Baum notes that the vast majority of gun owners are responsible and careful with their guns, but it only takes relatively few idiots to screw things up for everyone. Newtown would likely either not have happened or would have had a much different outcome had Lanza’s mother secured her guns in a safe rather than in a downstairs closet. Some of the other “mass shootings,” which are really the only thing that gets the public riled up in a major way, could have been prevented — or at the very least reduced the body count — had guns been better secured.
In the end, Baum is not trying to attack gun owners. The overwhelming message of the piece is that the constant push for gun control isn’t only wrong-headed, but ultimately ineffective. While he may vote on the wrong side of the aisle on other issues, Baum, like many other Democrats and liberals, understands that legislation will not prevent gun violence. Instead, it will produce unintended consequences as law abiding people will no longer be able to defend themselves.
Another point of interest about Baum’s article is the reaction of the people who commented. I read a sample of them and many of them were very angry and took Baum to task for some of his points and examples. It makes me wonder how many of these people ever took the SAT or ACT test in high school.
Back in the dark ages, when I took it, there was a section on reading comprehension. You had to read a few paragraphs and answer some questions about the passage. Many of those who commented on Baum’s piece clearly failed that exercise. Instead, they criticized him for not mentioning 2A or for citing statistics with no backing. Granted, some of these criticisms were accurate, but they miss the forest for the trees. Baum’s point that we must hold ourselves to a high level of responsibility was evidently lost on these folks.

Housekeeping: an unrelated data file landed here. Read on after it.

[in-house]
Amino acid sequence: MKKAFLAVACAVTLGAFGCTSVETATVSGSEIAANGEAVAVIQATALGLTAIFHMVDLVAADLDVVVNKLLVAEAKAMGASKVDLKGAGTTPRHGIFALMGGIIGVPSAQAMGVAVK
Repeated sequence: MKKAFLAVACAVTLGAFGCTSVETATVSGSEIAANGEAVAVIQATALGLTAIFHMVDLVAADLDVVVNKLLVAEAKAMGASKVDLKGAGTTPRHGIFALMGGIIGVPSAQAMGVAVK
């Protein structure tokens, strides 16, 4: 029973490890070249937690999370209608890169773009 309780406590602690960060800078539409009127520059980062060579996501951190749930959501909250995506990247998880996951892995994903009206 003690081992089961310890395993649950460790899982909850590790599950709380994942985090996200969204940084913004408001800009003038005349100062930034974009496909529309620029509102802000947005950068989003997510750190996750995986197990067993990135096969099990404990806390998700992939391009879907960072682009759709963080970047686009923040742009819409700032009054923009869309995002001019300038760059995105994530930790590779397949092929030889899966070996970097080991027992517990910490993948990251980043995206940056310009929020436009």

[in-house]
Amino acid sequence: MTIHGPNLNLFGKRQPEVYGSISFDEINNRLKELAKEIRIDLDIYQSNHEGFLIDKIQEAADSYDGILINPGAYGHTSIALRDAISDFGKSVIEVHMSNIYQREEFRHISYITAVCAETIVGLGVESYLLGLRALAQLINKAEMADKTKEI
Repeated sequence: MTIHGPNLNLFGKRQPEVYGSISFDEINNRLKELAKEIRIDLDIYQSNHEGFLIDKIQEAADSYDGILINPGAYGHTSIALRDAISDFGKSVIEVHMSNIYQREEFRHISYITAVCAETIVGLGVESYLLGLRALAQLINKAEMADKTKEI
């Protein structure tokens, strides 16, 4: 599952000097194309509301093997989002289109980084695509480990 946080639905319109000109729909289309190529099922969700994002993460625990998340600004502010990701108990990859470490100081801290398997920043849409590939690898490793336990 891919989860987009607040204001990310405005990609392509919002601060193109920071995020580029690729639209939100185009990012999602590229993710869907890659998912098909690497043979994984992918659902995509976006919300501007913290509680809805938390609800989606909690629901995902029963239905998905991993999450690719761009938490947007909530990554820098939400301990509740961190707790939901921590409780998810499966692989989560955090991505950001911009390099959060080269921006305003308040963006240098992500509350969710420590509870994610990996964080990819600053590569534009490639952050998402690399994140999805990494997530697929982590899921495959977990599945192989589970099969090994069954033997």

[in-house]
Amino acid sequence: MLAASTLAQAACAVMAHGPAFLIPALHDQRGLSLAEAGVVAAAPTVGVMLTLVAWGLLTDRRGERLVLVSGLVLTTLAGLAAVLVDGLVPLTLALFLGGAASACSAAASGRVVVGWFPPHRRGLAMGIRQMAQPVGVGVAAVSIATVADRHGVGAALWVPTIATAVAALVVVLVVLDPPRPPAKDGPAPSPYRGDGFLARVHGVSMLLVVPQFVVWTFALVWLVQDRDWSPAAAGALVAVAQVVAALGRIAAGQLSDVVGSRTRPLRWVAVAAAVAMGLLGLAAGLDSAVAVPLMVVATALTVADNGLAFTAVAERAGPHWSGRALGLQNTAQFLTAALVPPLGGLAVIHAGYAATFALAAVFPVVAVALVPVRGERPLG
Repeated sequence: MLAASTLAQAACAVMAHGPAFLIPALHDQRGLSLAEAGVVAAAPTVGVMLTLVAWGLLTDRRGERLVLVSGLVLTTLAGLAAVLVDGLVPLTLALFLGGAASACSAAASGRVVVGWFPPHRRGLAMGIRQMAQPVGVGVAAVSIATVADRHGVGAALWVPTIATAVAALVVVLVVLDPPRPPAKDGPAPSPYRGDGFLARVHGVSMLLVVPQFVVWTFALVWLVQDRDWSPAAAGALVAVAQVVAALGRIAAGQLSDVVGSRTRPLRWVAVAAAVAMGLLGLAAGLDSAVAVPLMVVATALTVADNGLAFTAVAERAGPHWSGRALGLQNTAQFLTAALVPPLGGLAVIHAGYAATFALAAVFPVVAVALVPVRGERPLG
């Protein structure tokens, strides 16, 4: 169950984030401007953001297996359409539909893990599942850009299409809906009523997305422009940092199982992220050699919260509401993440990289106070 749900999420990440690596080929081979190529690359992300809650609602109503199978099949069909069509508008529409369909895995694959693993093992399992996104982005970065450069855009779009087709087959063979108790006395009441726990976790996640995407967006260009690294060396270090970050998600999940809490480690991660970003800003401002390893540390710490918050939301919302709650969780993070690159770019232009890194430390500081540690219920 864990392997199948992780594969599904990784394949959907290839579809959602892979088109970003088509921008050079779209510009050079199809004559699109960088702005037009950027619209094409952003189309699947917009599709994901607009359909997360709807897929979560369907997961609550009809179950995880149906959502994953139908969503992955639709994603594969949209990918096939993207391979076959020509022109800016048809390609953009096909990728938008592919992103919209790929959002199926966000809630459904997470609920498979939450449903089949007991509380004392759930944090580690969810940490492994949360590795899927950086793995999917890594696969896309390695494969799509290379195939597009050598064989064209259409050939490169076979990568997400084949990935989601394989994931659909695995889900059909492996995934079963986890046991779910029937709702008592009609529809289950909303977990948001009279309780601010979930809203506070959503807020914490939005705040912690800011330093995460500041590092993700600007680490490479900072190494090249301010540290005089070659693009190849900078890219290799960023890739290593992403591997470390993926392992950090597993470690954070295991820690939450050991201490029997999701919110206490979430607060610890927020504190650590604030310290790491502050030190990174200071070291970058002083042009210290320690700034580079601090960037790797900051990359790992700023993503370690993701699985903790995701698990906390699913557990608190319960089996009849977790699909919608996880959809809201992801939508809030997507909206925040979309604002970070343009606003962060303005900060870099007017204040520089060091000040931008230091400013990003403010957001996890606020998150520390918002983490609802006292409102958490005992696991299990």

One thing I’ve learned in my years of watching political theater is that there is often an inverse relationship between how angry a person is about an issue and how well they actually understand the issue. Callers to drive-time political themed talk shows are a prime example of that as they take a small sound bite they heard and use it as a launching point.
In the case of the RKBA, we understand the 2A implications as well as the benefits that firearms ownership in private hands brings, but often simply can’t understand why so many of our fellow citizens simply don’t see the obvious logic of our arguments. What would be interesting is if we as a community could exert more control over ourselves and our weapons safeguarding procedures. I submit that we could have a measurable impact on gun violence and deprive the gun control proponents of their strongest arguments.
All I’m suggesting is that we give it a try. Take some of Baum’s advice and do a self-audit on our own gun security. Secure our weapons in a way in which we can get to them quickly, but that reduce the chances of someone inappropriate being able to do the same. Talk to our friends in the firearms community and encourage them to do the same. After all, the gun rights we save through these actions could be our own.